What Should You Be Doing?

Remember the 5 key events that you need to document to stay safe and compliant, and then follow our top 10 HVAC/R documentation practices outlined hereThe 5 things you need to be attentive to are:

  1. Installs – you will need to record all the needed data about the appliance, and anything 5# an over should be documented. If you live in Southern California, it needs to be registered with the county. If you live in California (and soon other states), you might need to register it with state officials.  Make sure the install data is complete and get the date right since the date sets the clock for the compliance tracking.
  2. Shutdowns or Mothballing – if you are shutting something down, then it is important for you to record what you do with the gas as well as all the operating parameters at time of shutdown ( we call these vital stats).  Also when you go to start things up, you might need more refrigerant, and later the new additions will need to be documented properly. These additions will likely be related to a leak, and leaks can be harder to find on shutdown systems.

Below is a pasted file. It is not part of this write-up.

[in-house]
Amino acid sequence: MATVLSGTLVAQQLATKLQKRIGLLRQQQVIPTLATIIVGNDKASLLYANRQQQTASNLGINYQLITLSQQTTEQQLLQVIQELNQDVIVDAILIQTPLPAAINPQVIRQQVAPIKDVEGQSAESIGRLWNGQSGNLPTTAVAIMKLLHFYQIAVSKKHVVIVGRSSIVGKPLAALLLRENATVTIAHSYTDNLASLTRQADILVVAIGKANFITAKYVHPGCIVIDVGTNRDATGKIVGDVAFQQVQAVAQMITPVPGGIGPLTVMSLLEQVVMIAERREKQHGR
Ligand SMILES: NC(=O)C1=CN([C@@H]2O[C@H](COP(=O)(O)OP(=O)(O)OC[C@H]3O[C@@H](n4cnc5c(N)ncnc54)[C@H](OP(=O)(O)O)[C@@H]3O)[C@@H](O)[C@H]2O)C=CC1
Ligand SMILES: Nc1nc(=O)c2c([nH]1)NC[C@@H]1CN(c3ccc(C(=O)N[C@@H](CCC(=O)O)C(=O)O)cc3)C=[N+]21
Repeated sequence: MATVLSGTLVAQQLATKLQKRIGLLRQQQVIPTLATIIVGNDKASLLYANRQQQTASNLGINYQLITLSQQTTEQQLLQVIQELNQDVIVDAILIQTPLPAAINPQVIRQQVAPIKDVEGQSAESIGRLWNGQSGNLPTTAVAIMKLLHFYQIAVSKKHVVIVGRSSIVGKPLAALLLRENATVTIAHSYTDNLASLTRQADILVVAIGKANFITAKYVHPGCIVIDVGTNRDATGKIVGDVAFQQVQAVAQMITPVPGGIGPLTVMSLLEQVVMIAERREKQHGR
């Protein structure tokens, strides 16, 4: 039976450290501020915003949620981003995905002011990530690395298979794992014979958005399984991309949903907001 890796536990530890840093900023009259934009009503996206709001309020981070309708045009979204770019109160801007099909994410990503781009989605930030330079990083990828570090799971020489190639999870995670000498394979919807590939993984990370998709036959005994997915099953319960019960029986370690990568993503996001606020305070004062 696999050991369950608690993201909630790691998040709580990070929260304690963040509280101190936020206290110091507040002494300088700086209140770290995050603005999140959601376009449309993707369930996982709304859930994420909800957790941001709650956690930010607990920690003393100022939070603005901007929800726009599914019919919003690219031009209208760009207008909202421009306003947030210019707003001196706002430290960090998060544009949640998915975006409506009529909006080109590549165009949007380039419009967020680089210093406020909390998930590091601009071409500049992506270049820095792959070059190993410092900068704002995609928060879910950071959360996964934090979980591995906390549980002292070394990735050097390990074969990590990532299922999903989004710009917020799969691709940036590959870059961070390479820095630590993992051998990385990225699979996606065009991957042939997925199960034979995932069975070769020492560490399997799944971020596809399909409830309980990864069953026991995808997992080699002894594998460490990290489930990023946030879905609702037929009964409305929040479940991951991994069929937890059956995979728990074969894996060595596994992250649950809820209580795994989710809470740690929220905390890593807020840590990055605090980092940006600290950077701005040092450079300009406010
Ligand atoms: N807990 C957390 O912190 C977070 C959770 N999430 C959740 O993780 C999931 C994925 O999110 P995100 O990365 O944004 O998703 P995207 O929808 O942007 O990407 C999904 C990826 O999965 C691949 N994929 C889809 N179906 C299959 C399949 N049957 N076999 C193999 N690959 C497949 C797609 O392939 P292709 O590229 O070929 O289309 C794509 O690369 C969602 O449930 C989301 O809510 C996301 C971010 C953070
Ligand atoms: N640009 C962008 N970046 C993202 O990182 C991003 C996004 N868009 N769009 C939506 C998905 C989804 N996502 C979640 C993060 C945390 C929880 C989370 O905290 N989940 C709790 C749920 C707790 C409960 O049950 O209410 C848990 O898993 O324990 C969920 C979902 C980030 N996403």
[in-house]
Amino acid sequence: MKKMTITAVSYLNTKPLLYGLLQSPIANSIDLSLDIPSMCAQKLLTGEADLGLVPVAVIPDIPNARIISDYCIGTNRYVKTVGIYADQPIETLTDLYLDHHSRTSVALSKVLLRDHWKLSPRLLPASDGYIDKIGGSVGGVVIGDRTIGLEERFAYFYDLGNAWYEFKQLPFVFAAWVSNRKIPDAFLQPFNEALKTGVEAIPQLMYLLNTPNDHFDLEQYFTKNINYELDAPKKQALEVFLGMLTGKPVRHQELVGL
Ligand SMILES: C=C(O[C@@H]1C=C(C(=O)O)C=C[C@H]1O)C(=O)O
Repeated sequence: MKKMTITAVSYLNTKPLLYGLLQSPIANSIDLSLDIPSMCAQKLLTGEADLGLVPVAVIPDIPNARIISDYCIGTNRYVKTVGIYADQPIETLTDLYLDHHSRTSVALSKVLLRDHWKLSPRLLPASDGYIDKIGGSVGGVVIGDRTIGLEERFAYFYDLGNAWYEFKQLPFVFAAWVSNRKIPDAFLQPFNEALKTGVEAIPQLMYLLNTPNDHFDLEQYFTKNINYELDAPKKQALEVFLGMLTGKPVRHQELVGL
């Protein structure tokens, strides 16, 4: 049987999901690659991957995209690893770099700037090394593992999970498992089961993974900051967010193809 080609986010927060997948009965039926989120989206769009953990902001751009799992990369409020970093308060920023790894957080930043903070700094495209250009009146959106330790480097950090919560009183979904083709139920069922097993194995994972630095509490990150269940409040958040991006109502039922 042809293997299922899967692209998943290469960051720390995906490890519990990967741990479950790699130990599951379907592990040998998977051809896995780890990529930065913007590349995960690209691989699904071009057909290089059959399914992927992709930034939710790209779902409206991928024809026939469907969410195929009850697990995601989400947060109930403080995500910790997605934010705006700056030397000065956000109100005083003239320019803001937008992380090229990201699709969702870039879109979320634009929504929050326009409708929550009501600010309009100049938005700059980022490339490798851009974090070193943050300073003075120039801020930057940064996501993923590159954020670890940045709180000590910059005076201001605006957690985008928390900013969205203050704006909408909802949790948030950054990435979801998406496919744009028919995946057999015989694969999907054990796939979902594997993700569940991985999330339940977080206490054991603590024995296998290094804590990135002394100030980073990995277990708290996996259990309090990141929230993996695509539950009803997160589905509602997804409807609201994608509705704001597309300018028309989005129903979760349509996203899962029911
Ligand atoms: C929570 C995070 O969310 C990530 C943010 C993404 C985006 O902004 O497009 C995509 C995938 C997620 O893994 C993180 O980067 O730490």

3. Retrofits – usually part of planned maintenance. You might find yourself changing refrigerant since the gas you are using is obsolete, or it is just leaking too much (this is a story for a later date). *Special Note: There is a worst case scenario here. If you had a leaky system and you determined that the system needed a retrofit, and the retrofit was scheduled for any time during the virus, then you are obligated to retrofit as scheduled OR you must notify the EPA about the cause for the delay. Make absolutely sure to send the letter and call us if you need any help with this.